# Hyperreal question

1. Sep 17, 2006

### homology

Hey folks,

I've been playing around with these (hyperreals) lately and have a couple questions. One concerns the Archimedean property. I keep finding different formulations of it. Some of them lend themselves to transfer. For example, if the AP is that for every real x there exists positive n such that |x|<n then this transfers nicely. Another formulation stipulates that n is finite which wouldn't transfer. Anywho, I'd like to get the sharp, orthodox take on this.

Question numero 2: So I've seen references to using superstructures and constructing a first order logic on the superstructure so you can talk about things like measures and what not. Now the completeness property of the reals (every bounded subset has...) seems as though it could be phrased in such a logic and then transferred?

I'm sure these questions reveal my naive understanding of the hyperreals. Math gods, be gentle...

thanks

2. Sep 17, 2006

### Hurkyl

Staff Emeritus
"n is finite" does transfer. In (what I think is) the usual language, it transfers to "n is hyperfinite".

Of course, the definition of "finite" is usually "smaller in magnitude than some natural number".

Yep. Every bounded internal set of hyperreal numbers has a least upper bound, et cetera.

3. Sep 18, 2006

### lokofer

I'm very curious about this "Numbers"?..in fact could you treat expression using hyperreal numbers in the form:

$$\infty^{3}+\infty^{2}-\infty$$ or define

$$exp(\infty^{3})-sin(\infty)+|\infty|$$

4. Sep 18, 2006

### Hurkyl

Staff Emeritus
Essentially everything you can do with the real numbers, you can do with the hyperreal numbers. Everything you can't do with the real numbers, you can't do with the hyperreal numbers. (Though in both cases you have to be careful about doing things "internally" and not "externally")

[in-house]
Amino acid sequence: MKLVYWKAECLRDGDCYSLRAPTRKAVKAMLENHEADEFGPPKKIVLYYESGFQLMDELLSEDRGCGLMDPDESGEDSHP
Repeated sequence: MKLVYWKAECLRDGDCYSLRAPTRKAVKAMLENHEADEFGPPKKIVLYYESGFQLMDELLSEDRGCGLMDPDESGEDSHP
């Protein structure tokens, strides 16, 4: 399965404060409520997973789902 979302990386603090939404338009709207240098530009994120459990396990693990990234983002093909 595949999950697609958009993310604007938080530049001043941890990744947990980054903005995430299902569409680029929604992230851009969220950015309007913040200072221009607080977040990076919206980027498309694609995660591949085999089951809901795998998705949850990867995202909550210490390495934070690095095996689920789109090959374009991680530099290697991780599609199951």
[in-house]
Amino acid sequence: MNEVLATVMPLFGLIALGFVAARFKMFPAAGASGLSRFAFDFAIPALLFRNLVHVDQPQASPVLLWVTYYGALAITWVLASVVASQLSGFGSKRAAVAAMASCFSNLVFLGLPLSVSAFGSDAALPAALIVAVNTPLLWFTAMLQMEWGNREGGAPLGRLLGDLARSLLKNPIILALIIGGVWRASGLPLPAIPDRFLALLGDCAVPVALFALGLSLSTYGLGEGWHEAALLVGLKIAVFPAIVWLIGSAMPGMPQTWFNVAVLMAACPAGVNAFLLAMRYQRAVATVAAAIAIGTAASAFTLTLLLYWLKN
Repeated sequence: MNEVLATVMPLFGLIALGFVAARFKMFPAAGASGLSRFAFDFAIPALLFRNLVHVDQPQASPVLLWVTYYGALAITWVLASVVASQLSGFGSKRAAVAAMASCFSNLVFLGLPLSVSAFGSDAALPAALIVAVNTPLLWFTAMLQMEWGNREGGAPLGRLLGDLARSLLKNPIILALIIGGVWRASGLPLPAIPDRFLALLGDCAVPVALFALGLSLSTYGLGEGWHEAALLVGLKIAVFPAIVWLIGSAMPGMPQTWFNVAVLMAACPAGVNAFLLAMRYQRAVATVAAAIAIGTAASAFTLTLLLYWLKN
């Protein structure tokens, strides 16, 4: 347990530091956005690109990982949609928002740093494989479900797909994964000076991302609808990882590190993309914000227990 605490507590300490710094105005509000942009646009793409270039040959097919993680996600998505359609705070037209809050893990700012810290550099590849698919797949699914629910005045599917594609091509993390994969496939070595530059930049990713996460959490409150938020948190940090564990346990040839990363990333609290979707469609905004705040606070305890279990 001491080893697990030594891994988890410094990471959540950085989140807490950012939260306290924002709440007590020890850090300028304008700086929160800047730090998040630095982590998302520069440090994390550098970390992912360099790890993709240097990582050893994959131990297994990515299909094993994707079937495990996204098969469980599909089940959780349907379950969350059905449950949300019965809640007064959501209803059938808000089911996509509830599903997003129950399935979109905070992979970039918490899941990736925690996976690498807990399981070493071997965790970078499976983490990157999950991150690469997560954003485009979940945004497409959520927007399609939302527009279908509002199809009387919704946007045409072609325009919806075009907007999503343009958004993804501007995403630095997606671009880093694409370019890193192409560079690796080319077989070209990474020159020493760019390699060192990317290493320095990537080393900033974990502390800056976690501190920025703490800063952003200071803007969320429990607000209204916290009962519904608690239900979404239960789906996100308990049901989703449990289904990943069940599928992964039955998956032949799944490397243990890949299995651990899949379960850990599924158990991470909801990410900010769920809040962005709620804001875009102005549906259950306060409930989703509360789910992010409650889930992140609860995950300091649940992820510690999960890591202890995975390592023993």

In particular, $+\infty$ serves the exact same role in nonstandard analysis as it does in standard analysis, and thus expressions like

$$\infty^{3}+\infty^{2}-\infty$$

are undefined.

Externally speaking, there are infinite hyperreals ($+\infty$ is not a hyperreal), and you can do all the arithmetic you want with those.

5. Sep 18, 2006

### homology

Thanks Hurkyl

Thanks Dude,

Another question oh fountain of mathy knowledge. Could you give me a quick breakdown of internal and external? Just rough is fine. I see that I've missed something important.

cheers,

Kevin

6. Sep 18, 2006

### Hurkyl

Staff Emeritus
The dictionary definition is that something is internal if and only if:

(1) It is the *-transfer of something standard
(2) It is an element of an internal set

(so this is a recursive definition)

I prefer a more "constructive" interpretation, though -- something is internal if and only if you can describe it analytically. If you must resort to something else (such as comparing the reals to the hyperreals, or invoking pure some pure set-theory), it's external.

In particular, the analytical power-set operation is not the set-theoretic power-set operation. (I think that was my biggest stumbling block in trying to understand this stuff) The analytic power-set operation only gives you internal subsets -- but the set-theroetic power-set is capable of giving you any external subset.

The standard model of analysis is the only one in which the analytic power-set coincides with the set-theoretic power-set. In any nonstandard model, the analytic power-set is "missing" some sets.

For example, the set of all infinitessimals is not an element of the (analytic) power-set of the hyperreals.

P.S. if you're algebraically minded, you might try studying the (related, but simpler) theory of real closed fields first; for me, that really illuminated the ideas from formal logic that are at work here.

Last edited: Sep 18, 2006